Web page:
Canadians with credit card debt suffer emotionally as holiday shopping season begins
November 16, 2016
Borrowell and Dr. Oren Amitay team up to help Canadians this holiday season.
Black Friday kicks off a time of year where many Canadians with credit card debt go through extreme emotional distress.
Dr. Oren Amitay & Borrowell are teaming up to talk about how the holiday shopping season can cause, contribute to or exacerbate mental health issues in Canadians who carry debt on their credit cards.
- Resentment, anxiety and crippling shame are common symptoms
- 60% of Canadians say they often lose sleep over their credit card debt
- Nearly half of Canadians carry credit card debt
Eva Wong, co-founder of Borrowell, breaks down the financial angle of the story by offering some simple tips to help Canadians in debt alleviate their credit card pressures.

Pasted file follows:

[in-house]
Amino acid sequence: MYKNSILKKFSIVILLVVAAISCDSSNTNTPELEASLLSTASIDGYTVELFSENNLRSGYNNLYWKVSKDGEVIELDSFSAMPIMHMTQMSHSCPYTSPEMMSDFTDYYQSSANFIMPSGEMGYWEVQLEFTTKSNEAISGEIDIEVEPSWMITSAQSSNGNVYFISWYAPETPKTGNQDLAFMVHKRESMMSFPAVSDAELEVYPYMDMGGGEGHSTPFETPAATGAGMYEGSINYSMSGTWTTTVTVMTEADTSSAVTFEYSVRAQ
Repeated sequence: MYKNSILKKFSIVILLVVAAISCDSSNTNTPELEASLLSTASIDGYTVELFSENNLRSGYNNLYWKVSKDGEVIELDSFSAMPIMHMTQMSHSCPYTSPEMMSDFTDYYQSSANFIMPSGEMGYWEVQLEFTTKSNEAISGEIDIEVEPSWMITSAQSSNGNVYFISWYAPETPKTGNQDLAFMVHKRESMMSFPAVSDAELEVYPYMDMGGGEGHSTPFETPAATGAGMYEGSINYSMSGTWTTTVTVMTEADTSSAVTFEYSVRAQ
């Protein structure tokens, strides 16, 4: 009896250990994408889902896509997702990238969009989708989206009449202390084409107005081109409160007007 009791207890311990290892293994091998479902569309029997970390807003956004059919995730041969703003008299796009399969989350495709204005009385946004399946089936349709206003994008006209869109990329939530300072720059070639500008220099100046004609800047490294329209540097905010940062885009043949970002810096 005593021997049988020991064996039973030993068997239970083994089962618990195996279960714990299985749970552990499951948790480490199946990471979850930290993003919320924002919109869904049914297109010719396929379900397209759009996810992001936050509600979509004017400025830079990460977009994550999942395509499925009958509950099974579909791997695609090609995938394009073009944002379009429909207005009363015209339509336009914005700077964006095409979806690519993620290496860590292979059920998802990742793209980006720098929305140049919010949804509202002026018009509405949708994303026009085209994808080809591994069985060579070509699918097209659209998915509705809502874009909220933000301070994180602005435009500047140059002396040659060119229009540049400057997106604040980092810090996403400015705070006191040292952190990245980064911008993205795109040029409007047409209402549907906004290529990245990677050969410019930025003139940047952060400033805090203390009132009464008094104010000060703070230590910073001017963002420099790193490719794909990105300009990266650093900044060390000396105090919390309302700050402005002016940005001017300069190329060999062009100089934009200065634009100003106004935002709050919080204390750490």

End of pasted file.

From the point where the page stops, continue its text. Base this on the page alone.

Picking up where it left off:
Dr. Amitay, a registered psychologist, can discuss how to practice self-care during this time of year and warning signs to look out for.
For more information, please contact:
Britt Aharoni, Public Relations, Borrowell
email@example.com , 647-716-5113
Borrowell is a Canadian fintech lender that offers fast, fair, and friendly personal loans and free access to Equifax credit scores. Its affordable, fixed-interest loans give Canadians a smarter way to access credit. A wholly online application process instantly provides personalized loan options to Canadians with good credit who want better alternatives. More information about Borrowell can be found at www.borrowell.com
Dr. Oren Amitay is a registered psychologist in Toronto who works with a diverse group of clients in individual, couple’s and family counselling; Dr. Amitay’s professional knowledge and experience have helped him become one of Canada’s most frequently requested media consultants. Dr. Amitay’s weekly podcast, ‘The Real Reality’, is available on iTunes.
*per an online survey conducted by Angus Reid for Borrowell in December 2015. The online survey was conducted among 1,519 randomly selected Canadian adults who are Angus Reid Forum panelists. The margin of error— which measures sampling variability—is +/- 2.5%, 19 times out of 20.